Mac Musings

Fault and Responsibility

Daniel Knight - 2001.05.09 -

The controversy over Apple's March 23 firmware updates has burst into flame again as Low End Mac columnist Chris Lawson has tried to absolve Apple of responsibility for causing "certain non-spec-compliant RAM modules to be unusable in computers with the firmware update" (It's not Apple's fault, 05.08).

I respectfully disagree.


On March 23, 2001, a Friday, Apple released firmware updates for Power Mac G4s, Cubes, FireWire PowerBooks, iBooks, and slot-loading iMacs. The documentation noted that the firmware update "includes improvements to FireWire target disk mode, network booting and system stability."

It didn't say anything about possibly preventing anyone from using any memory they may have installed in their computers. It was the Mac Web that uncovered and publicized the problem - by Saturday morning several sites were warning against installing the update because some users had lost access to some or all of the memory in their Macs.

Many of us tried to discern a pattern - Was it just 2-2-2 RAM? If so, why wasn't it all 2-2-2 RAM? - while Apple remained silent.

That's right, Apple didn't acknowledge the problem or make any kind of statement on Monday, March 26, although practically every Mac site had an article or link about the problem by then. Ditto for Tuesday, Wednesday, and every day until April 3. Finally, eleven days after releasing the firmware update Apple basically said, "Live with it, because we're not going to change a thing."

Well, they did change one thing - they added the following to the software download page for the firmware update:

Note: The Apple 4.1.7 (or 4.1.8) firmware update incorporates a number of fixes that dramatically improve system stability and performance. These updates also include a new check that validates whether the installed memory in the machine is compatible. This check was added to help alleviate random crashes and stability issues. The new memory test disables memory DIMMs that are found to be out of specification and DIMMs that can not be determined to be compatible. As a result, some third party memory that was recognized by previous versions of firmware may no longer be recognized after the updates.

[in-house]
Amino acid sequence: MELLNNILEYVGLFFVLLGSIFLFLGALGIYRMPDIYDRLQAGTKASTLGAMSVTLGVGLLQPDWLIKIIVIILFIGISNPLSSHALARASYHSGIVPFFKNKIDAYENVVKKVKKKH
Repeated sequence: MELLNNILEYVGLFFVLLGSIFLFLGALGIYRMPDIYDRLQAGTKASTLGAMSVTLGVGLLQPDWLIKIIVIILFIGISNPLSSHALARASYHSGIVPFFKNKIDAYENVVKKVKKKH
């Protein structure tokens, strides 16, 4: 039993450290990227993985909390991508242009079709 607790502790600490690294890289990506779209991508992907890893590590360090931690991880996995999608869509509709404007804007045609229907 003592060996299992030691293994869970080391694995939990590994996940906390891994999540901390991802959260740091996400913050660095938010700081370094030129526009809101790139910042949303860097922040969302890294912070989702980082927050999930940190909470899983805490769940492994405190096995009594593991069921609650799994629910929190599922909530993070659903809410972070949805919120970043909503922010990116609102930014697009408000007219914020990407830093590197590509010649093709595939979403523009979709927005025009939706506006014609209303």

Old News

In The Firmware Police, Lawson notes, "Apple has, in all their Developer Notes since at least the iMac (and probably earlier), specified JEDEC-standard RAM." Searching Apple's developer notes, I find JEDEC-standard RAM specified for Macs as old as the PowerBook G3 Series (released 4/98) and the original iMac (8/98).

The oldest models that accept the latest firmware updates are the Power Mac G4 (8/99), original iBook (9/99), and slot-loading iMac (10/99). From August 1999 through March 2001, Apple specified JEDEC-standard RAM but didn't require it. As is evident from the number of people who lost access to some or all of their memory after the firmware update, these Macs seemingly worked just fine with noncompliant memory.

When I buy memory, I tell the vendor, "This has to work in my PowerBook G4." Like others, I assume the vendor knows what RAM works and what doesn't work. I don't specify JEDEC-standard RAM - until Lawson's article, I knew nothing about the specification. All I asked for was memory that worked.

By not enforcing their own specification until late March 2001, Apple allowed memory manufacturers and RAM vendors to ignore that specification. Even as recently January 2001, Apple was releasing computers that worked with memory that wasn't JEDEC-standard - if that hadn't been the case, PowerBook G4 owners would never have had to worry about the firmware update.

Apple Firmware History